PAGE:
Sports

West Van's hardwood hero

Olympic dreams - Janet McLachlan takes a shot during the 2012 London Paralympic Games. - Wheelchair Basketball Canada
Olympic dreams - Janet McLachlan takes a shot during the 2012 London Paralympic Games.
— image credit: Wheelchair Basketball Canada

Her first time on the hardwood in a chair left her humbled. She was used to fluidly draining shots, jumping for rebounds and running up and down the court.

This was different.

West Van’s Janet McLachlan had been a basketball star in university, suiting up for the University of Victoria Vikes and winning national titles in 1998 and 2000.

But a gruesome knee injury she suffered in 2006 while playing rugby, another sport she excelled at, had left her unable to play the two sports she loved.

A teammate suggested wheelchair basketball to stay in shape while she recovered.

So, there she was inside a gymnasium in Edmonton in 2006 in wheelchair for the first time playing with Daniel Peers, considered a legend in the sport, and some other players. Peers, winner of an Olympic bronze and one-time world MVP, had lent McLachlan one of her chairs to try out the sport.

The chair was a little narrow and McLachlan struggled to shoot the ball. After the session she had blisters on her hands, her hips were sore and she hadn’t sunk many shots. But she liked the new sport — and the new challenge, which kept her coming back to court.

“I loved playing basketball again,” she recalls.  “You start by making lay-ups and then gradually over the next few months get to the point where you can actually make a foul shot.”

And the challenge remains to this day. “Every day I play there is a new challenge.

Something new and exciting to try and learn and try to perfect.”

At first, the biggest challenge was maneuvering the chair. “It’s very different during the learning process; eventually it gets to be second nature.”

The game is every bit as competitive as the other sports she’s played, especially when it comes to competing internationally.

“At the international level people are dedicating their lives to training for the team and the sport and it’s incredibly competitive,” says McLachlan, 35, who has degrees in science and education and most recently studied design at the University of Alabama, where she played wheelchair basketball and won back-to-back titles in 2009 and 2010 with the Crimson Tide.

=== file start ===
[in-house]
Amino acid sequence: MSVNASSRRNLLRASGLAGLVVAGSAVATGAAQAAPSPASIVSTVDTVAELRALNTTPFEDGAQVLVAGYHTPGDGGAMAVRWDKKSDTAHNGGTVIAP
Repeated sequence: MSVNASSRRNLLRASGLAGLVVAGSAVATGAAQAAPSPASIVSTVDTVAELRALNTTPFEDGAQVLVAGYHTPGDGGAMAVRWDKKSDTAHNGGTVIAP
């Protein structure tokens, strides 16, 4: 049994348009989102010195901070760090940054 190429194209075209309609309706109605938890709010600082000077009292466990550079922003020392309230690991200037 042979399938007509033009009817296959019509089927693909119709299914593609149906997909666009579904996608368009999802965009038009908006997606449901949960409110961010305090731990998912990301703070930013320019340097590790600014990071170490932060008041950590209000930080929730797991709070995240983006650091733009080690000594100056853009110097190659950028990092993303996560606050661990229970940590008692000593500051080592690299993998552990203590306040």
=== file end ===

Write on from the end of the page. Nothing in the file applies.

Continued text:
McLachlan became a member of Canada’s national team in 2008 and played in the Beijing Paralympics that year.

Wheelchair basketball teams are made up of players with different levels of ability. In Canada, and internationally, the classification system works like this: each player is assigned a number based on their functional ability. Players like McLachlan, who have few if any limitations are assigned 4.5 while players with less functional ability get lower scores. The five players on the court cannot exceed a cumulative point total of 14.

Last year at the 2012 Paralympic Games in London, McLachlan put on a dazzling performance, finishing the tournament as the leading point-getter and rebounder as she guided Canada to a sixth-place finish. But she wasn’t done. Last year she also helped the BC Breakers win the Canadian Women’s Wheelchair Basketball Championship and picked up tourney MVP. And somehow she also found the time to suit up for her pro club team in Germany.

That impressive season earned her Wheelchair Basketball Canada’s Female Athlete of the Year honour earlier this month, but, always the team player, she prefers to dish the ball when discussing personal accolades, saying it’s a “reflection of the team, really. I feel very honoured to be given that award.”

And while she thrives on the on-court competition, it’s not the only thing she likes about the sport.

“Of all the sports that I’ve played I think it’s probably the most welcoming and it doesn’t matter what abilities you bring to the table, everybody’s always excited to have another player out,” she says, noting she’s made many strong, lifelong friendships through the sport.

“That environment is what keeps the athletes of all levels coming back.”

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